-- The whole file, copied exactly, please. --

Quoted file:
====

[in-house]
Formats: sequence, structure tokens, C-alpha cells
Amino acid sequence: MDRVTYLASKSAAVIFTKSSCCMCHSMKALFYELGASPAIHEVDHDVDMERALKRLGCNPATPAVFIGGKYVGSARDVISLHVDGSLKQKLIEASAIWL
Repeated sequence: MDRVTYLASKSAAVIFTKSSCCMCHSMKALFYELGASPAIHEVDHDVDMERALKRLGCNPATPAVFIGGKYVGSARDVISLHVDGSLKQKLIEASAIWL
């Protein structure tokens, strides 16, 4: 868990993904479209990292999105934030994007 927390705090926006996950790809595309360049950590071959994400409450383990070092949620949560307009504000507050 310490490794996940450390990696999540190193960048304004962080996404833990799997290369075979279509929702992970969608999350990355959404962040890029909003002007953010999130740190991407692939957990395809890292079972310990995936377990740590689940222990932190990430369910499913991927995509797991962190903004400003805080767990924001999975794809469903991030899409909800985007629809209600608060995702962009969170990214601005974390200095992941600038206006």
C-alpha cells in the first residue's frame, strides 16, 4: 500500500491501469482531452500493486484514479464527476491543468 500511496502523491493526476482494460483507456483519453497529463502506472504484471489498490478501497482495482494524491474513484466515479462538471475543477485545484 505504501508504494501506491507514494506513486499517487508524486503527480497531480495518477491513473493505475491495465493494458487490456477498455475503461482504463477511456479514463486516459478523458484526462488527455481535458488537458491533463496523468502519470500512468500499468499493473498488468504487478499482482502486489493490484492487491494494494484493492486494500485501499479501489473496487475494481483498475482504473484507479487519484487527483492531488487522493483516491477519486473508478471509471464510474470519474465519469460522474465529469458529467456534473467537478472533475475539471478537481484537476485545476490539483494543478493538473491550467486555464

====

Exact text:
[in-house]
Formats: sequence, structure tokens, C-alpha cells
Amino acid sequence: MDRVTYLASKSAAVIFTKSSCCMCHSMKALFYELGASPAIHEVDHDVDMERALKRLGCNPATPAVFIGGKYVGSARDVISLHVDGSLKQKLIEASAIWL
Repeated sequence: MDRVTYLASKSAAVIFTKSSCCMCHSMKALFYELGASPAIHEVDHDVDMERALKRLGCNPATPAVFIGGKYVGSARDVISLHVDGSLKQKLIEASAIWL
């Protein structure tokens, strides 16, 4: 868990993904479209990292999105934030994007 927390705090926006996950790809595309360049950590071959994400409450383990070092949620949560307009504000507050 310490490794996940450390990696999540190193960048304004962080996404833990799997290369075979279509929702992970969608999350990355959404962040890029909003002007953010999130740190991407692939957990395809890292079972310990995936377990740590689940222990932190990430369910499913991927995509797991962190903004400003805080767990924001999975794809469903991030899409909800985007629809209600608060995702962009969170990214601005974390200095992941600038206006």
C-alpha cells in the first residue's frame, strides 16, 4: 500500500491501469482531452500493486484514479464527476491543468 500511496502523491493526476482494460483507456483519453497529463502506472504484471489498490478501497482495482494524491474513484466515479462538471475543477485545484 505504501508504494501506491507514494506513486499517487508524486503527480497531480495518477491513473493505475491495465493494458487490456477498455475503461482504463477511456479514463486516459478523458484526462488527455481535458488537458491533463496523468502519470500512468500499468499493473498488468504487478499482482502486489493490484492487491494494494484493492486494500485501499479501489473496487475494481483498475482504473484507479487519484487527483492531488487522493483516491477519486473508478471509471464510474470519474465519469460522474465529469458529467456534473467537478472533475475539471478537481484537476485545476490539483494543478493538473491550467486555464